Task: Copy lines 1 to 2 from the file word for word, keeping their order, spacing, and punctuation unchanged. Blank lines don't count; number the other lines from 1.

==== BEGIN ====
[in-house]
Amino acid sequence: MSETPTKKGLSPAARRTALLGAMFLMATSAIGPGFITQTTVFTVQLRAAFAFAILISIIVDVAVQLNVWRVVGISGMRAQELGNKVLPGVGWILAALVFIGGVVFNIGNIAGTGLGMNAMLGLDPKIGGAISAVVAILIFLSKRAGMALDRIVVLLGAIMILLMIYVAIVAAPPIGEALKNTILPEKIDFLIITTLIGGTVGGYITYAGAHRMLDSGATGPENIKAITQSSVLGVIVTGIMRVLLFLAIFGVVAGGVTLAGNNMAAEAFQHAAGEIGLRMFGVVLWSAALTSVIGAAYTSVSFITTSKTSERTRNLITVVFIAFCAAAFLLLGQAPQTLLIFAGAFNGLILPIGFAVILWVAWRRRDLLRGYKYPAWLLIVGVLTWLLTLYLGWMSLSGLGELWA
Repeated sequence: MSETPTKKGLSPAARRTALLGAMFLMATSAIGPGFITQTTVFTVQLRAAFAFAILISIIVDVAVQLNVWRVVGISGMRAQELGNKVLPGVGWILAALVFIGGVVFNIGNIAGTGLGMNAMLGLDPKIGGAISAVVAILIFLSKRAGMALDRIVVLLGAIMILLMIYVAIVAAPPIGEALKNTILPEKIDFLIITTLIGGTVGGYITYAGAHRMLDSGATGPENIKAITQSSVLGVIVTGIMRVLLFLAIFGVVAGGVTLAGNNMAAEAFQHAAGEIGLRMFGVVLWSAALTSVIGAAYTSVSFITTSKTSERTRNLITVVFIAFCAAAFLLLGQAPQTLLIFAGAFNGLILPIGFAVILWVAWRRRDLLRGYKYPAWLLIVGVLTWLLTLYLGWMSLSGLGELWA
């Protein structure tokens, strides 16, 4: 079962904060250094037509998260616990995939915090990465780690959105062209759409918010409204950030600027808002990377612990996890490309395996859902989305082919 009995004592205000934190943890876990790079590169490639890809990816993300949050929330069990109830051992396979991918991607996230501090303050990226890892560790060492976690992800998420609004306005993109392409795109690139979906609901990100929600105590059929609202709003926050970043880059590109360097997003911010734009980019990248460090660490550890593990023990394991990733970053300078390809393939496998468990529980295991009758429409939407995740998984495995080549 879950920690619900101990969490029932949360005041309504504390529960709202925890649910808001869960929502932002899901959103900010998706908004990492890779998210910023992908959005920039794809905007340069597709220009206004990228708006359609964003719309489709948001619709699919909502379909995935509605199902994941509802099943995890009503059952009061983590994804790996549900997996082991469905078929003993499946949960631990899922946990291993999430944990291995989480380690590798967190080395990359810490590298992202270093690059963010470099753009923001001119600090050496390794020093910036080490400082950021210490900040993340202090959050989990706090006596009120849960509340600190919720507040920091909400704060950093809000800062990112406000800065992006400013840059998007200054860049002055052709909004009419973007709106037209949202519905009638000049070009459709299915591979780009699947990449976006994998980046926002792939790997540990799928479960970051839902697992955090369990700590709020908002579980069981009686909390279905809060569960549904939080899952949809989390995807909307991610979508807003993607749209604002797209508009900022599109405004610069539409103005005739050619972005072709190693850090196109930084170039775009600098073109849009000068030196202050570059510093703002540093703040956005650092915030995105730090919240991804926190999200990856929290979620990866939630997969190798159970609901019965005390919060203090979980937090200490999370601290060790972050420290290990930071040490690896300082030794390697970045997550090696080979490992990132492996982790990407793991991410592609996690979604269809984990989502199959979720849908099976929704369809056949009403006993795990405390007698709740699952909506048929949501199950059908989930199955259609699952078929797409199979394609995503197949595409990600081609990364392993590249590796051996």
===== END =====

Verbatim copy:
[in-house]
Amino acid sequence: MSETPTKKGLSPAARRTALLGAMFLMATSAIGPGFITQTTVFTVQLRAAFAFAILISIIVDVAVQLNVWRVVGISGMRAQELGNKVLPGVGWILAALVFIGGVVFNIGNIAGTGLGMNAMLGLDPKIGGAISAVVAILIFLSKRAGMALDRIVVLLGAIMILLMIYVAIVAAPPIGEALKNTILPEKIDFLIITTLIGGTVGGYITYAGAHRMLDSGATGPENIKAITQSSVLGVIVTGIMRVLLFLAIFGVVAGGVTLAGNNMAAEAFQHAAGEIGLRMFGVVLWSAALTSVIGAAYTSVSFITTSKTSERTRNLITVVFIAFCAAAFLLLGQAPQTLLIFAGAFNGLILPIGFAVILWVAWRRRDLLRGYKYPAWLLIVGVLTWLLTLYLGWMSLSGLGELWA